Yoga in general showed moderately positive effects on muscle strength, balance, mobility, and lower-body flexibility in a November 2021 meta-analysis published in the International Journal of Environmental Research and Public Health.

2. It improves your mobility

On the note mobility, downward dog can help you flow through essential movements in everyday life.

“Because we’re also bearing weight on the wrists, we’re increasing bone density in the arms and cultivating the ability to get up from the ground with ease,” Monal says. “That’s an ability that’s especially important as we age.”

Downward dog also helps to target other small muscles that help you with daily tasks.

“It strengthens and stretches all the little muscles in your feet,” Cheung says. “This can be helpful for how you feel when walking and going about your day.”

3. It boosts circulation

Downward dog helps to get your blood flowing, making it a welcome pick-me-up if you’ve been sitting at your desk for hours.

“It improves circulation and stimulates blood flow, as your head is lower than your heart,” Cheung says.

Inverted postures like downward dog can promote healthy blood circulation to the brain, per a September 2019 review in the Journal of Yoga and Physiotherapy. Overall, yoga can benefit your entire circulation, from the production of blood to improved blood supply to your heart muscles.

4. It’s great for your posture

Practicing downward dog can also help you improve your posture, potentially leading to other health benefits like easier breathing.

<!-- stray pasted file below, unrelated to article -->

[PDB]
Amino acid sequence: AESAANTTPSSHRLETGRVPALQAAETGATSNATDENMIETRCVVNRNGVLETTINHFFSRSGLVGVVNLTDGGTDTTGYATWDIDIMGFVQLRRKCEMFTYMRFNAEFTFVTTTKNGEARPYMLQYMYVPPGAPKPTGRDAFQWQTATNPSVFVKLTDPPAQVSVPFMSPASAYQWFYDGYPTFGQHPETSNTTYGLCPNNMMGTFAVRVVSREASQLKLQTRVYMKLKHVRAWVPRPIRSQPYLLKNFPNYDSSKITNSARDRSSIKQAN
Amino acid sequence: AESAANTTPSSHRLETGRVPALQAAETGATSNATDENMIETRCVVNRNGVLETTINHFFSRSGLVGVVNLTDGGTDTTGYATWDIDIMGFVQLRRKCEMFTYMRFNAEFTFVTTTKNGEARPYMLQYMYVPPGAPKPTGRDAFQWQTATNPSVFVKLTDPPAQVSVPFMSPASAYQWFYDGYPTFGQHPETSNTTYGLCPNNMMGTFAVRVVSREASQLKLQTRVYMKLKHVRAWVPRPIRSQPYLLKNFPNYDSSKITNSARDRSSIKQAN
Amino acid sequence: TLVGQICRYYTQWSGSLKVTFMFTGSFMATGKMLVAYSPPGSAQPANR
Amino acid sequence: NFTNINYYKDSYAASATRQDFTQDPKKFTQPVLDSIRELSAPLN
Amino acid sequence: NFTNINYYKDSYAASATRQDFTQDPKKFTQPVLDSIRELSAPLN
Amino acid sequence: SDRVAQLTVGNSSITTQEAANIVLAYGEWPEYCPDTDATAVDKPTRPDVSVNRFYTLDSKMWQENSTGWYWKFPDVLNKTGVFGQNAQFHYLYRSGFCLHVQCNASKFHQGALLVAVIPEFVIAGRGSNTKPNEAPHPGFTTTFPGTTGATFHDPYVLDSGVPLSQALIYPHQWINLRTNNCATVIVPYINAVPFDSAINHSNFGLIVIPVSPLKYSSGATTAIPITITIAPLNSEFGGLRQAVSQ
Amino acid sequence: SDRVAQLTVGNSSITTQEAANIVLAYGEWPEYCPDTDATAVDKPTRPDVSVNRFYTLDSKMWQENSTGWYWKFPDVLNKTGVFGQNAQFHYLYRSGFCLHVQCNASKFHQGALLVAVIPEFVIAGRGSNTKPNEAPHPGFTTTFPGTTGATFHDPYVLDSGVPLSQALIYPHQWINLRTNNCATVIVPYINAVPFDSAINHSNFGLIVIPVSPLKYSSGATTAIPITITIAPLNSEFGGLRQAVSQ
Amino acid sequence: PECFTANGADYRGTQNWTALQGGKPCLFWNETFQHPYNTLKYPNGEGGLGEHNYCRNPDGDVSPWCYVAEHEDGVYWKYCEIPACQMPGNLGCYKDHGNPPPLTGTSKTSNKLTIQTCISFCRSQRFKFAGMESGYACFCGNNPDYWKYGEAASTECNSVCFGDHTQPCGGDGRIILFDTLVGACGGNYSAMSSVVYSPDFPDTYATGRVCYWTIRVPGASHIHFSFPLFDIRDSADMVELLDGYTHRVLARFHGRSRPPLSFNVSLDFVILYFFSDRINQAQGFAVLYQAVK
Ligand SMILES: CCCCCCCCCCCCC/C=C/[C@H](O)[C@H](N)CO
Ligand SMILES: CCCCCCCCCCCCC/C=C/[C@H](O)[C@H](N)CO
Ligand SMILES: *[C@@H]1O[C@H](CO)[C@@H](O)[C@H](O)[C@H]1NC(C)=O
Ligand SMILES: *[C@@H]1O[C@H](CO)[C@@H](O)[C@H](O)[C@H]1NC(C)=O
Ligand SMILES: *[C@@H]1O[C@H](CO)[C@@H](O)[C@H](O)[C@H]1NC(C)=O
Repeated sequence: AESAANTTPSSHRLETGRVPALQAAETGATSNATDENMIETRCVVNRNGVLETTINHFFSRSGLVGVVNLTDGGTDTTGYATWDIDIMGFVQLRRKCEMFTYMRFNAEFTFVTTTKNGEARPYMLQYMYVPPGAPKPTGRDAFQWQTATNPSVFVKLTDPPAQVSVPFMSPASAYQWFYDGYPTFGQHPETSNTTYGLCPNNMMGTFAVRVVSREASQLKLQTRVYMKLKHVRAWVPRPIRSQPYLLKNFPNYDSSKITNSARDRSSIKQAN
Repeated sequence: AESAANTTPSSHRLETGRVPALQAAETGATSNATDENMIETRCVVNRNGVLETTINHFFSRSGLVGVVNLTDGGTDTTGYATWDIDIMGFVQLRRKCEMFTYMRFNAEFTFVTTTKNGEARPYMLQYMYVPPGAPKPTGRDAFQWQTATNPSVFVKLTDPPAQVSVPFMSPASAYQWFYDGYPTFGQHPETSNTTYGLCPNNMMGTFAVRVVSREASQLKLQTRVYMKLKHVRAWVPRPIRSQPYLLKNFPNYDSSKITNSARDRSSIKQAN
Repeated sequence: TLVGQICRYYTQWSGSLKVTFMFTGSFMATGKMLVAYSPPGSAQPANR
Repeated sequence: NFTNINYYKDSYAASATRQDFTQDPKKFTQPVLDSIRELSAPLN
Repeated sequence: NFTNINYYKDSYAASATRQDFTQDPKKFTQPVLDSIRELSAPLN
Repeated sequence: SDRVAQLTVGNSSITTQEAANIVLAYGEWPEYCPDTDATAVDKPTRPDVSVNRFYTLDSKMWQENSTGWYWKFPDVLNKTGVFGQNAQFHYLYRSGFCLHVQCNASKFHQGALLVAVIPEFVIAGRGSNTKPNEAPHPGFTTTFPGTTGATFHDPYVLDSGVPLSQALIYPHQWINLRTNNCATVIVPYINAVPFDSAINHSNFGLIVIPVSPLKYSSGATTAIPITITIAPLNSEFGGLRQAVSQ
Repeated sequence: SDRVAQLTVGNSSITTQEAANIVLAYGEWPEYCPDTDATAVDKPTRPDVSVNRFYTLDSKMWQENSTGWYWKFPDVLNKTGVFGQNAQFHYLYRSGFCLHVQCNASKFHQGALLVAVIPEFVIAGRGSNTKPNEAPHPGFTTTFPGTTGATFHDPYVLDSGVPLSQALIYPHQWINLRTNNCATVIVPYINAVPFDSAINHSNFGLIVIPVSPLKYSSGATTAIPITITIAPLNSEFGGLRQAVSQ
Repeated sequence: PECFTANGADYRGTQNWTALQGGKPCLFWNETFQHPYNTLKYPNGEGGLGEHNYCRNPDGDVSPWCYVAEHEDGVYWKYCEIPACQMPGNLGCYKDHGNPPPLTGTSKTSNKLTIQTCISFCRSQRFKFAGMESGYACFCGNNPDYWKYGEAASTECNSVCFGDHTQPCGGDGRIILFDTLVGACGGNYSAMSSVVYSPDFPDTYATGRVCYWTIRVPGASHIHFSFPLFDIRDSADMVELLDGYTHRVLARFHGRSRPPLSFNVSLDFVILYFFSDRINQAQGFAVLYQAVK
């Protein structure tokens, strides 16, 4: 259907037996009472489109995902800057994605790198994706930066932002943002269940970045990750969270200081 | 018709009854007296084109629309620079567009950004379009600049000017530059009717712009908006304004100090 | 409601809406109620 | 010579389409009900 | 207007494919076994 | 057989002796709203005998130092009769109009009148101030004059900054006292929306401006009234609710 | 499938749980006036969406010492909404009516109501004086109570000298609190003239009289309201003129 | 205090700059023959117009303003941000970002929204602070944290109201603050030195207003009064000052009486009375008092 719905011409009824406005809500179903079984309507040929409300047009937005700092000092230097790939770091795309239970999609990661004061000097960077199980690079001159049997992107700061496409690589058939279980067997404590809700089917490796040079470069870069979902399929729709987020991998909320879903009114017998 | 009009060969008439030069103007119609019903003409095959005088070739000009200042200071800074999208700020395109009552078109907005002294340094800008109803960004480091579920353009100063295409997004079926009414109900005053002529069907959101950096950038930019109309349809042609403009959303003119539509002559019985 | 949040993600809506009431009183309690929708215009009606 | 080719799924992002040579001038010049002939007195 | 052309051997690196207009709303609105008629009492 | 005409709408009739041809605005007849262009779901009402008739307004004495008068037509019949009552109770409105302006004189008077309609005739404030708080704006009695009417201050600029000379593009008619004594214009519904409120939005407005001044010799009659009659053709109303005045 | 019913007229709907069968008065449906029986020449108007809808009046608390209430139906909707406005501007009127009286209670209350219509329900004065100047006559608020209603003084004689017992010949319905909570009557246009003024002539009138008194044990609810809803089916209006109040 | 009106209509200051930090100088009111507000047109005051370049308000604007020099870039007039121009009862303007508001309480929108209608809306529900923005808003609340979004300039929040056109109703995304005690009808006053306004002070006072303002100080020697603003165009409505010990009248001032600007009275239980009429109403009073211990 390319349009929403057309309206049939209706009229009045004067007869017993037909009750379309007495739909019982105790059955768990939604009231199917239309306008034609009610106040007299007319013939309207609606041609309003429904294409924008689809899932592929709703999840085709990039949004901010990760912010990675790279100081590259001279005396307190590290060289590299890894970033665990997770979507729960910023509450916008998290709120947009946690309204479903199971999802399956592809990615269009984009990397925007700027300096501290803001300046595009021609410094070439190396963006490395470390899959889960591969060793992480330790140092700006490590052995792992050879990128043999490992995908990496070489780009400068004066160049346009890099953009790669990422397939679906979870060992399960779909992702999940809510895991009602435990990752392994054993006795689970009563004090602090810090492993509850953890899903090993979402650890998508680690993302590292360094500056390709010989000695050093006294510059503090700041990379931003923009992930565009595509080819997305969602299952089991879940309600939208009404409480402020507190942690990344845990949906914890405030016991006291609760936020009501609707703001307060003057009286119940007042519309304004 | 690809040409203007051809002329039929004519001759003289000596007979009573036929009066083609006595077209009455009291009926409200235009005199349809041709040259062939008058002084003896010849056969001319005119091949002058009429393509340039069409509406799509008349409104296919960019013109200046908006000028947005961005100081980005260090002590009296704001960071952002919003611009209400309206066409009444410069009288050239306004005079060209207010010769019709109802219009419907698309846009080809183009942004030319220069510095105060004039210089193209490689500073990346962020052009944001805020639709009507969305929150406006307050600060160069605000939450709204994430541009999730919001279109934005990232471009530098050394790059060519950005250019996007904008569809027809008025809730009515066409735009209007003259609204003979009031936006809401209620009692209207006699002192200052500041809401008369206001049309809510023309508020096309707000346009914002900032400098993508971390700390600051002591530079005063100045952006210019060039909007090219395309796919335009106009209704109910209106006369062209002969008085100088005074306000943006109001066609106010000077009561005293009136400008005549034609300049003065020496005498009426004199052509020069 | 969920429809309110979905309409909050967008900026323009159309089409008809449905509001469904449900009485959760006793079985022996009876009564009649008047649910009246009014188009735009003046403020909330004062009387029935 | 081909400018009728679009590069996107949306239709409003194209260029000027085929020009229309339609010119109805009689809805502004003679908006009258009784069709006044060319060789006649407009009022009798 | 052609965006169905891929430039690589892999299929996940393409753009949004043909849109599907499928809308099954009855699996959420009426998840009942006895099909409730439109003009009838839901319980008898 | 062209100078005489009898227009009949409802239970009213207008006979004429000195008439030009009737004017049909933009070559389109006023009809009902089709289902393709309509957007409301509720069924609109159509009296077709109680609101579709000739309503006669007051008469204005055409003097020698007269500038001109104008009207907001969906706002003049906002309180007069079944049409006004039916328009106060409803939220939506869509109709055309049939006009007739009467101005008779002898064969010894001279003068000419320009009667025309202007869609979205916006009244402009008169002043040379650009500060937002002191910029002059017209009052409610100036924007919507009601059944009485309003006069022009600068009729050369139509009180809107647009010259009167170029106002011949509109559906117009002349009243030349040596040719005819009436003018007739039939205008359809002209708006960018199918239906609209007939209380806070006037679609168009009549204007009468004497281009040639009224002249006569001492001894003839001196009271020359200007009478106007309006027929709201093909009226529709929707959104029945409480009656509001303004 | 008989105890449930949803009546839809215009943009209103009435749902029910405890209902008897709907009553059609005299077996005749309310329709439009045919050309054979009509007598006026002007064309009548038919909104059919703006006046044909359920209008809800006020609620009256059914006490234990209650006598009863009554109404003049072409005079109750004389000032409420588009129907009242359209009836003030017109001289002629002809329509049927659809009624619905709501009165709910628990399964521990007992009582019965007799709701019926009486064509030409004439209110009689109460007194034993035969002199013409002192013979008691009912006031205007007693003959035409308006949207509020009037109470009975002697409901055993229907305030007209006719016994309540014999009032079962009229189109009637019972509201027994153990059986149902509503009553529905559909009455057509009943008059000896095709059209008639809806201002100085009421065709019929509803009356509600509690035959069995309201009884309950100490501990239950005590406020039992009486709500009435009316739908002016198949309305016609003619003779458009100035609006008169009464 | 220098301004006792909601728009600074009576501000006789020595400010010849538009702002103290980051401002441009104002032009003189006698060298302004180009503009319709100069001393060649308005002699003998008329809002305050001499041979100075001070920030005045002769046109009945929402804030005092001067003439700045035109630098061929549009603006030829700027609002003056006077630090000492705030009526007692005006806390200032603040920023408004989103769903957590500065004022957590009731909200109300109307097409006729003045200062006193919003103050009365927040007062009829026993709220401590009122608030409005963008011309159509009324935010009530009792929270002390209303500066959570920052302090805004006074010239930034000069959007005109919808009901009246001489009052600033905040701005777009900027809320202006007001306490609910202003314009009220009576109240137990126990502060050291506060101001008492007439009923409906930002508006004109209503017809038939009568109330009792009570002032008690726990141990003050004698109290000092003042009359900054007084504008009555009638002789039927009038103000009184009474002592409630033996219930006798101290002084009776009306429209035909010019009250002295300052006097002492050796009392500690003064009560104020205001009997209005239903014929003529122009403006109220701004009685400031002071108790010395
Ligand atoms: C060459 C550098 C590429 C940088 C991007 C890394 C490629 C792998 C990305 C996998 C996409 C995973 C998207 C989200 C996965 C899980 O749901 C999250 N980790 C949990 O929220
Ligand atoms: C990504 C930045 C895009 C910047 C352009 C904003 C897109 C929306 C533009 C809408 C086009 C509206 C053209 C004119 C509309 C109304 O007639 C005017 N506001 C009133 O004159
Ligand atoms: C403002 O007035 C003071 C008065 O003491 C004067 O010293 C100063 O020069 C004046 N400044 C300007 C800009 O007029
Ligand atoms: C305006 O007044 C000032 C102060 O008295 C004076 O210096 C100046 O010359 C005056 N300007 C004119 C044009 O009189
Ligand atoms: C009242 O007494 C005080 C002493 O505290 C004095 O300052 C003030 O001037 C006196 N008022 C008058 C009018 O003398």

“If you notice sitting at a computer all day is ruining your posture, downward facing dog can help with that too,” Monal says. “In the shape, we’re working to strengthen the muscles in the core and back body responsible for helping us sit upright.”

Downward dog also helps to open up the muscles that tend to get constricted as you hunch toward a screen.

“It can improve posture by opening up the chest and shoulders,” Cheung says.

5. It helps you focus

Although it will take some practice, you may start to consider downward dog to be a peaceful pause in your yoga practice.

“Once you get comfortable with it, it’s seen as a resting posture that helps to quiet the mind and leave you feeling more focused, relaxed, and alert,” Monal says.

In yoga practice, inversions like downward dog are believed to bring life force energy or “prana” up to the crown of the head.

“In doing this, a down dog helps prepare our bodies for meditation, stilling the fluctuations of the mind and preparing us to sit comfortably in a meditative seat where we can connect deeper with ourselves and all that is,” Monal says.

“It’s really a full-body stretch, and holding this posture asks your body to engage important muscle groups in the arms and legs essential for everyday tasks and long-term mobility.” —Lindsay Monal, RYT-500

Muscles worked during a downward dog